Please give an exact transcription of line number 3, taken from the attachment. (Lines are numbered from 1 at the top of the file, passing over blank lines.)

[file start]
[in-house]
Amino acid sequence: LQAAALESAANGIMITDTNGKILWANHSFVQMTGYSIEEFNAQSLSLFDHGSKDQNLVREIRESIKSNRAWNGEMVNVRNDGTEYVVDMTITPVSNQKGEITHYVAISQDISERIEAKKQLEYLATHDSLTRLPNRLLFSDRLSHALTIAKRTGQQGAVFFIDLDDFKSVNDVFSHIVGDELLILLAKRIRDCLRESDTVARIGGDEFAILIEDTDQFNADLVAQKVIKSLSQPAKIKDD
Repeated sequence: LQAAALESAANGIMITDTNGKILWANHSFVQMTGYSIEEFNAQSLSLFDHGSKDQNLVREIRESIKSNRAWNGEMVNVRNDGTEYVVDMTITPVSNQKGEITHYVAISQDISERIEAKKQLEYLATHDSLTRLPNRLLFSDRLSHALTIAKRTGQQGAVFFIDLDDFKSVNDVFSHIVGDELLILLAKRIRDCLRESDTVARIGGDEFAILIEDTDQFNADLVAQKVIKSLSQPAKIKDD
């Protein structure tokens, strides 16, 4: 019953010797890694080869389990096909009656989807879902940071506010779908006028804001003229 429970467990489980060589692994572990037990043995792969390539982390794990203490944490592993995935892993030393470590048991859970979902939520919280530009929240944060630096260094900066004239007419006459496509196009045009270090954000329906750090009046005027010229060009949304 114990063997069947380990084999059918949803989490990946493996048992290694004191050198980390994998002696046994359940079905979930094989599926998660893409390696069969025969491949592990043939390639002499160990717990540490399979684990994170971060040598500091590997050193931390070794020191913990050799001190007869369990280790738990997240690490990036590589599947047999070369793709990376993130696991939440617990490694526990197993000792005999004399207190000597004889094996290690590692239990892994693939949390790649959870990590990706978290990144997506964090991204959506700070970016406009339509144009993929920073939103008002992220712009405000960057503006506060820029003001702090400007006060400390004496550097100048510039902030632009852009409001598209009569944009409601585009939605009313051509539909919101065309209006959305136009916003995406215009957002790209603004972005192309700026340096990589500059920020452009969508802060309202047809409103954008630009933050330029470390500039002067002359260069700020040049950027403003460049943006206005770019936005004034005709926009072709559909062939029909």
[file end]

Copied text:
Repeated sequence: LQAAALESAANGIMITDTNGKILWANHSFVQMTGYSIEEFNAQSLSLFDHGSKDQNLVREIRESIKSNRAWNGEMVNVRNDGTEYVVDMTITPVSNQKGEITHYVAISQDISERIEAKKQLEYLATHDSLTRLPNRLLFSDRLSHALTIAKRTGQQGAVFFIDLDDFKSVNDVFSHIVGDELLILLAKRIRDCLRESDTVARIGGDEFAILIEDTDQFNADLVAQKVIKSLSQPAKIKDD